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‘No carrots, only sticks' for the Palestinians
Published in Ahram Online on 24 - 05 - 2019

It is normal for parties to international conflicts to start debating the details of peace initiatives once they receive copies of first drafts, Bassem Aly reports.
But the case of US President Trump's new peace plan for ending the Israeli-Palestinian conflict is arguably a rare one in diplomacy.
The Palestinians rejected it even before Trump's administration unveiled the details of its so-called “Deal of the Century”, which will expectedly be made public by June.
Al-Ahram Weekly had a chance to speak to Khaled Elgindy who previously served as an adviser to the Palestinian leadership in Ramallah on permanent status negotiations with Israel from 2004 to 2009, and was a key participant in the Annapolis negotiations held throughout 2008.
Elgindy, a Brookings Fellow and author of a new book Blind Spot: America and the Palestinians, From Balfour to Trump, believes Trump has “no carrots for the Palestinians, only sticks”.
The Palestinians haven't seen any US initiative for a long time. Why do you think they are against this deal?
I think it's fairly clear why the Palestinians have a problem. Forget about the plan; the details of the plan don't matter because we already know the approach that the administration is taking.
First, they have taken Jerusalem off the table. Second, we know they are trying to redefine the term “Palestinian refugees” to change the status of most of them so they can no longer be considered as refugees, thus taking the refugee issue of the table. They haven't come out and said clearly that they support an independent, sovereign Palestinian state, or an end to the occupation, which the last three US presidents spoke about. This was the baseline of any peace process based on UN Resolution 242: land for peace, the end of Israel's occupation, the creation of a Palestinian state, with whatever mutually agreed modifications to the 1967 borders. If we think about Resolution 242, we are talking about almost 52 years of US policy.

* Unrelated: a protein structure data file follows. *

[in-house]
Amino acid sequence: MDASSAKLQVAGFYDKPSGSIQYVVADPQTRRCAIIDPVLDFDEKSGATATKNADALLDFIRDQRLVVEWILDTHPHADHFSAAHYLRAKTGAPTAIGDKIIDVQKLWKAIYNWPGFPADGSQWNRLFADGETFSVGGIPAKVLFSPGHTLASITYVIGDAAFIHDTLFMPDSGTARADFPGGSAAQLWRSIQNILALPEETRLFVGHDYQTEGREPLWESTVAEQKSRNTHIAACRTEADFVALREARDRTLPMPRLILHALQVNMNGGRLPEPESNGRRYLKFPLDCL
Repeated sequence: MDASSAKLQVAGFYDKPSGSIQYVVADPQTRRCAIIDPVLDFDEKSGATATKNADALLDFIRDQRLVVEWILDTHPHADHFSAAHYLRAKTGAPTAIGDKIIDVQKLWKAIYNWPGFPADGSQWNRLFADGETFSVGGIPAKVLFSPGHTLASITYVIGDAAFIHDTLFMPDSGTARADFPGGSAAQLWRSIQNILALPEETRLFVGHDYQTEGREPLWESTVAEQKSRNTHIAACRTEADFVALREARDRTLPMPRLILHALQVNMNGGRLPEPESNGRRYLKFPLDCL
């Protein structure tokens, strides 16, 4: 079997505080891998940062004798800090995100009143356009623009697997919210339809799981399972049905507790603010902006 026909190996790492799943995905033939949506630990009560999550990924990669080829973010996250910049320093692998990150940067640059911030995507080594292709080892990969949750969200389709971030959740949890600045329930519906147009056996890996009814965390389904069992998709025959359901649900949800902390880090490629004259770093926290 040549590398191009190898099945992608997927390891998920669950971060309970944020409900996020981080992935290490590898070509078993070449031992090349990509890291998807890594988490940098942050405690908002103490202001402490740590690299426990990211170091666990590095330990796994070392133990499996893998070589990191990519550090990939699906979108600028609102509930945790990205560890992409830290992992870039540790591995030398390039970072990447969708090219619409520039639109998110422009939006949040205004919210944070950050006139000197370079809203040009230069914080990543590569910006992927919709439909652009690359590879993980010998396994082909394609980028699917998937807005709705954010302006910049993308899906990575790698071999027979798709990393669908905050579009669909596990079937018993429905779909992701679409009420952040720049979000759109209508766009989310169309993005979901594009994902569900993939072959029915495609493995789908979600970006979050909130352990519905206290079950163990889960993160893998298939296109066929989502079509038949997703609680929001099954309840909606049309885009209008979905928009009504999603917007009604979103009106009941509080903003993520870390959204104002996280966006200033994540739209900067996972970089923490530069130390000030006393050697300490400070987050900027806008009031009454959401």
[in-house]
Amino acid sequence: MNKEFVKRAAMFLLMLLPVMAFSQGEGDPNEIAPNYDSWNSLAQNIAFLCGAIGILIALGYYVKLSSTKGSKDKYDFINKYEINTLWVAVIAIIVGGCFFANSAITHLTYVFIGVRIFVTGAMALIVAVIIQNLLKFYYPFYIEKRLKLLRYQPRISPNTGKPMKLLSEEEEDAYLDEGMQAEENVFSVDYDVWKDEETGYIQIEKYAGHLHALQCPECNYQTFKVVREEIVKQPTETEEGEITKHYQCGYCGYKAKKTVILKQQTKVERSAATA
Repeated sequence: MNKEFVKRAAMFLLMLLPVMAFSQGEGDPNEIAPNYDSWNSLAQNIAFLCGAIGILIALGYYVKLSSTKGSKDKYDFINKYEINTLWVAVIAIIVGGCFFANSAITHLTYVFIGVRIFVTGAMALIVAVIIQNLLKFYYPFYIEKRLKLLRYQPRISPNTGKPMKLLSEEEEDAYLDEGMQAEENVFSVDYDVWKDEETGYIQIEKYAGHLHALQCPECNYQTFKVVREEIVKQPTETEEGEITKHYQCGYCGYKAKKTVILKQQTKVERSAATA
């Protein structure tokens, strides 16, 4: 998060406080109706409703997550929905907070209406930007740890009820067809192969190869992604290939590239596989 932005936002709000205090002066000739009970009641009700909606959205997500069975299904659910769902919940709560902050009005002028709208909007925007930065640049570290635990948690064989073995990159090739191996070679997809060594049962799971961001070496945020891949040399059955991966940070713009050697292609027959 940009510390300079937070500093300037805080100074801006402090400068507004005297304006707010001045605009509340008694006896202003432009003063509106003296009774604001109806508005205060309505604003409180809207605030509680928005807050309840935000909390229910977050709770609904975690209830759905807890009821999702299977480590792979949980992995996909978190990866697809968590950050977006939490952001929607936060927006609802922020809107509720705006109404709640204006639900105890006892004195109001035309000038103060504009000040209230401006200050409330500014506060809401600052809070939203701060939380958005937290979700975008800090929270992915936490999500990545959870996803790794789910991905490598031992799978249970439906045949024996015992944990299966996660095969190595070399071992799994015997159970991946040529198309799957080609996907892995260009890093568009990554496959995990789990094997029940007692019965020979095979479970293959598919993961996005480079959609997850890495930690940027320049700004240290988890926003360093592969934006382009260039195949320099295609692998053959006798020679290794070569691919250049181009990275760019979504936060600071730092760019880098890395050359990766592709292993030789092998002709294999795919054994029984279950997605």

So, we know that the Trump administration is not pursuing a plan that is based on the land for peace formula and Resolution 242, because we have already seen the recognition of Jerusalem as Israel's capital, and we saw what they did in the Golan Heights by recognising Israeli sovereignty.
So, Resolution 242 has gone out of the window. Then there is not really much left for the Palestinians to be excited about. The details of the plan will probably revolve around how big or small the Palestinian autonomous areas are, and how much money they plan to pump into these areas from Arab states or others. It is really a plan that is focused around not ending the occupation, but making the occupation slightly more comfortable for the Palestinians. We don't hear them talking about ending the occupation, and I think that is the number one problem that any Palestinian leadership will have with this plan.
In a way, it is not really a peace plan, and not a plan in which you listen to both sides, and then try to find ways to satisfy the most basic needs of them. It is really a way to give Israel almost everything it demands, and force the Palestinians to go along. It is not designed to change the status quo, but just to make the status quo more comfortable for everyone by reorganising and redecorating it. A peace plan, as we understand it, is a radical transformation in the status quo that deals directly with the issues that are driving the conflict.